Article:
The Stanley Cup Playoff performance by Boston Bruins goaltender Tim Thomas was inspiring enough to earn him the Conn Smythe Trophy for postseason MVP. Clearly, the inspiration didn't end there.
This Thomas-as-sandman creation was seen at the Hampton Beach Master Sand Sculpting Competition in New Hampshire last weekend (photos here).
Greg Grady Jr., son of the competition's founder, battled cold and rainy conditions for three days to fashion this tribute to the Bruins goaltender and 2011 Vezina Trophy winner.
On Saturday morning, he needed to reconstruct portions of the sculpture that had fallen apart due to heavy rain on Friday night.
"To be able to make something so quick for other people to enjoy is awesome," said Greg Grady, Jr., a Londonderry resident and son of Greg Grady, the founder of the Hampton competition.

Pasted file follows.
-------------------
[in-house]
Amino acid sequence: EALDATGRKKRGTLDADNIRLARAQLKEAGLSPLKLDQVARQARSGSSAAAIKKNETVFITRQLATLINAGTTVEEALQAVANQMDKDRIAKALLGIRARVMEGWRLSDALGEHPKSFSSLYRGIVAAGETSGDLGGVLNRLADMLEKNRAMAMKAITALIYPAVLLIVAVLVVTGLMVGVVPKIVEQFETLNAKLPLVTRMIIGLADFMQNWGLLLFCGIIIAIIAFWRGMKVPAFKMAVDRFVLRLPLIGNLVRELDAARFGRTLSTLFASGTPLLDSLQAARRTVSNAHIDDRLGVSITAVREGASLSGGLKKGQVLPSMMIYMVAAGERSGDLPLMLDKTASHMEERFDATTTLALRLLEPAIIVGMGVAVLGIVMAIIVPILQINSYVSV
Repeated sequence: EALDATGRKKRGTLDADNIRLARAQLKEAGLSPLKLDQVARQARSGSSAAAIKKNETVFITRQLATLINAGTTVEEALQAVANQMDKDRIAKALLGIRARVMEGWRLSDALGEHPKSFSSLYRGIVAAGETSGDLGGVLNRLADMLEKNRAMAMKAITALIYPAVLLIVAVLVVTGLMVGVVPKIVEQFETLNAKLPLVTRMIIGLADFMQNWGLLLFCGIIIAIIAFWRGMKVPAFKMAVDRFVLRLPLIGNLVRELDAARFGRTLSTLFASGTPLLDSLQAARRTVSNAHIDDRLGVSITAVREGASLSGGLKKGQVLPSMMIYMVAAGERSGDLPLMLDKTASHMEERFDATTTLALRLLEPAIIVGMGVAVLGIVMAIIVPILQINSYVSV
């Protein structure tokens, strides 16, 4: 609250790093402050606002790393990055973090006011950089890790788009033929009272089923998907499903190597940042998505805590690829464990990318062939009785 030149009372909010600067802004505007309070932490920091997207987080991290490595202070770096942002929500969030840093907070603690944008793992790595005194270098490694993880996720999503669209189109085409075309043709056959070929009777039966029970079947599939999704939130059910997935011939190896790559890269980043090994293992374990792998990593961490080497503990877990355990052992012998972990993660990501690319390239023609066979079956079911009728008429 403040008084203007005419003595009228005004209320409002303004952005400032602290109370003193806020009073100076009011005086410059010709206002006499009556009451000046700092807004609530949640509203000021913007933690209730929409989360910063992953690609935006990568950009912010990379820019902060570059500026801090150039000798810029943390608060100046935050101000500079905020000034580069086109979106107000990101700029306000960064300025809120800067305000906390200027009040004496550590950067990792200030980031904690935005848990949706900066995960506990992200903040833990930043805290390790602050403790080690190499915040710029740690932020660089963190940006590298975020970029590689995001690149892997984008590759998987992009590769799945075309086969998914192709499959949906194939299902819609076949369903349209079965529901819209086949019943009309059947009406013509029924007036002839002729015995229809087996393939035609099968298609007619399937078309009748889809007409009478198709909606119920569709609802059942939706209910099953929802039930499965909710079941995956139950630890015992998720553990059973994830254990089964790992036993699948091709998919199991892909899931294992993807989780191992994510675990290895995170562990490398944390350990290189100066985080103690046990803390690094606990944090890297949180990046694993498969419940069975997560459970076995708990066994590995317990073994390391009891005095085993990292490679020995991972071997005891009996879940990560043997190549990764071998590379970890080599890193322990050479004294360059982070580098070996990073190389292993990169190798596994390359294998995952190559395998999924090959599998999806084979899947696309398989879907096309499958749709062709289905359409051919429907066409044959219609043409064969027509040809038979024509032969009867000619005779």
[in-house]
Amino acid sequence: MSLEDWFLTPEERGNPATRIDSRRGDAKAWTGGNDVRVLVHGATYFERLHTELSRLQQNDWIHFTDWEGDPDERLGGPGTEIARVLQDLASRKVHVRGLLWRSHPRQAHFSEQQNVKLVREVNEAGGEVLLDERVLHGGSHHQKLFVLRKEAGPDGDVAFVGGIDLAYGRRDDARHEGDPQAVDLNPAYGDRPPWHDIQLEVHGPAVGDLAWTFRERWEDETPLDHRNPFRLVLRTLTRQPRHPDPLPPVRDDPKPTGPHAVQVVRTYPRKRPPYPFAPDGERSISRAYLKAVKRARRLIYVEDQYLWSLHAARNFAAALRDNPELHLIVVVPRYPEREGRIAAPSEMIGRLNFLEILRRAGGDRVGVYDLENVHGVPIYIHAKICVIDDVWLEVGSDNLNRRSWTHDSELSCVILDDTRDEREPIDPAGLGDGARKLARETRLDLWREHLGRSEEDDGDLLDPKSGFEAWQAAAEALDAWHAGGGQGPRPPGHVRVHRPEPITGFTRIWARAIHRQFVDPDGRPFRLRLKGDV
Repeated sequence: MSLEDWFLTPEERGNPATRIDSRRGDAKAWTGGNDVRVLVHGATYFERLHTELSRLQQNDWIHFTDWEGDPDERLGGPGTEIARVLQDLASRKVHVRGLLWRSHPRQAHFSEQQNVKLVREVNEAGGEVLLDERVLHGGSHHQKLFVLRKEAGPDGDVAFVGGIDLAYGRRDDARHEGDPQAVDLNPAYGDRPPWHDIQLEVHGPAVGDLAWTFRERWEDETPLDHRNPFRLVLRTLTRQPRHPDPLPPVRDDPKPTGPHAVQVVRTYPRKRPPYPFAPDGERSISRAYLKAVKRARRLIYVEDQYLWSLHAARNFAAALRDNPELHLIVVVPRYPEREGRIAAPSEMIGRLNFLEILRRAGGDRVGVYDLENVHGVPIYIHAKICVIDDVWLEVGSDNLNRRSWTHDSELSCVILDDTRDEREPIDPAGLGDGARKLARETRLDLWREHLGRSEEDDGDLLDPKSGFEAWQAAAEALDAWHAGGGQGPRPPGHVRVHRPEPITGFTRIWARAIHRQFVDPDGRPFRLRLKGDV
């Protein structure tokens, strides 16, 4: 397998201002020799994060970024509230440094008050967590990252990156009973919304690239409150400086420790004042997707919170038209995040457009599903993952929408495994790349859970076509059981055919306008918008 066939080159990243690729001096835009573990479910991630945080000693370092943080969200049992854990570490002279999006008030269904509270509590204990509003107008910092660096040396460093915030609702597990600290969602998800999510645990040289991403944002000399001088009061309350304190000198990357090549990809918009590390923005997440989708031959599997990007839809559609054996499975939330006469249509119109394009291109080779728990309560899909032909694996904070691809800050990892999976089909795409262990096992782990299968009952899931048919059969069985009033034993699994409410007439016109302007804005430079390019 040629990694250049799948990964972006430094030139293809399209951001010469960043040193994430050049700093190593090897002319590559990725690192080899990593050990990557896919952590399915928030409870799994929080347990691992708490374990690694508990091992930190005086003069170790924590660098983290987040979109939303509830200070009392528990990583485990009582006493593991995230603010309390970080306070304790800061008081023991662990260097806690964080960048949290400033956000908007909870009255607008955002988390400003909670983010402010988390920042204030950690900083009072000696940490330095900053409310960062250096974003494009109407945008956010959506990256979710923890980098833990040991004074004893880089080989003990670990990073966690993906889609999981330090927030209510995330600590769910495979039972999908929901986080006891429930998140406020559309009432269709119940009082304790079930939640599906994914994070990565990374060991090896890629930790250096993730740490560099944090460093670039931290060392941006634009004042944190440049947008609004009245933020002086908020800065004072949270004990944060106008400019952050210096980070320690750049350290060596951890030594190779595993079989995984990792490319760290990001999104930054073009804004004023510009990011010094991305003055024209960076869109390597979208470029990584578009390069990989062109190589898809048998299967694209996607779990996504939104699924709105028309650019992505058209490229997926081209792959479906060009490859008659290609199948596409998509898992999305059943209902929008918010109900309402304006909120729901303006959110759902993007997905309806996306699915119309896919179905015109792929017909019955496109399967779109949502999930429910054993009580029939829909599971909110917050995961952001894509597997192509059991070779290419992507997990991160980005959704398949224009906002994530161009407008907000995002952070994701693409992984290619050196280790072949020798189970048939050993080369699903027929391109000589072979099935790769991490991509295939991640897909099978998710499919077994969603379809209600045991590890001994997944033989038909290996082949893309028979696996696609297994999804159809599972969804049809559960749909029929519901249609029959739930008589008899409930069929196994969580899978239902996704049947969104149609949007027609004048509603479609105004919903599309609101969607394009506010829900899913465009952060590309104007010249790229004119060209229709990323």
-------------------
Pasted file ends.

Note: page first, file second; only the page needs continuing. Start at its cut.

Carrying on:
The pride is something that also rubs off on the spectators, as many drove from all over New England last week to view the creations.
"Each one has their own style and variations," said Kim Riley, of Auburn, Mass., who said Grady Jr.'s sculpture of Boston Bruins goalie Tim Thomas was her favorite. "The detail is amazing."
Well, it's certainly better than our Keith Ballard sculpture, which consisted of an overturned pail of sand that we fashioned into a pylon.
Alas, neither our creation (which didn't exist) nor Grady's (which clearly did) made the cut for an award at the competition, whose winner received a plane ticket to the World Championship of Sand Sculpting in Fort Myers, Fla.
This failure to earn an award can only mean one thing: Roberto Luongo's goaltending style is obviously better suited for sand creations. He's not saying Tim Thomas isn't a good model, but he would have easily made that sculpt.